Firstly, let me say that every time I mention ChaCha20, the same applies to XChaCha20 because the security is the same. XChaCha20 uses ChaCha20 internally, the only difference is that it uses this function called HChaCha20 to derive a subkey, which is what allows for the larger nonce. You can read more about it here.
Is XChaCha20 with 256 bit key and 192 bit nonce more secure than 128
bit key 128 bit key nonce AES, due to using larger key/nonce sizes?
Yes, you can make a strong argument for XChaCha20 being more secure than AES-128.
ChaCha20 has a higher security margin than AES, software AES implementations can be susceptible to cache-timing attacks (not that relevant though given hardware support is quite common now), and a 256-bit key is generally recommended for post-quantum security. 128-bit keys can also allow for batch/multi-target attacks, which is where you attack many users in a system at once.
AES has received more cryptanalysis (partly because it's been around longer), but ChaCha20 has good heritage since it's related to Salsa20, which was a finalist in the eSTREAM competition. ChaCha20 is also used by many well-known protocols, such as TLS 1.3.
The larger nonce size doesn't necessarily matter for security; it depends on the application and how frequently the encryption key is being rotated. 128 bits is enough to randomly generate nonces, but 192 bits gives you some extra leeway.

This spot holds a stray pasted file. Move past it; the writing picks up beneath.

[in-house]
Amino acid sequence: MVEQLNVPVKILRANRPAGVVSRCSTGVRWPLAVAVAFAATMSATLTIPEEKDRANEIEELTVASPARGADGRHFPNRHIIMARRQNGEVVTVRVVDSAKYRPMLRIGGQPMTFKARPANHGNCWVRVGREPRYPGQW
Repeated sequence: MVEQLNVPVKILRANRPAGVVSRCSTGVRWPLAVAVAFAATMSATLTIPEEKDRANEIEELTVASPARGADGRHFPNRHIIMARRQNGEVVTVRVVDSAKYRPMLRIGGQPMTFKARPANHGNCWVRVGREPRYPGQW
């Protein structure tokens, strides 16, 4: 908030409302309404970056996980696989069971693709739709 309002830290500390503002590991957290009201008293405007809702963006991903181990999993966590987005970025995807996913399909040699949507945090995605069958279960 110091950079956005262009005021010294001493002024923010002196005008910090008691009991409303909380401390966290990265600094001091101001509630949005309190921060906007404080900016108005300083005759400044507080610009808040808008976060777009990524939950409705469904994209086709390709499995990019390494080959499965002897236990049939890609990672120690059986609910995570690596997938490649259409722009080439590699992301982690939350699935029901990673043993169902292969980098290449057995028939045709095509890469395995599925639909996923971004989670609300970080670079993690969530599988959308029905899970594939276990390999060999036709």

If you're using a unique key each time, you can probably get away with a shorter nonce (e.g. 96 bits). However, using a 192-bit random nonce can be considered an alternative to SIV mode, which is misuse resistant and sometimes used for key wrapping. The nonce size can also allow you to build an SIV implementation.
Isn't it supposed to be faster due to being a stream cipher? (in my
implementation in turned out to be faster)
AES and derivatives will typically be faster due to hardware support. However, without hardware support, ChaCha20 should be faster, which is why it's been used on mobile devices. If you can't guarantee hardware support, ChaCha20 makes a lot more sense, and it's certainly not a slow algorithm.
Finally, XChaCha20 is actually slightly slower than regular ChaCha20 due to the subkey derivation. So, if you don't need random nonces, it may make more sense to use ChaCha20 instead.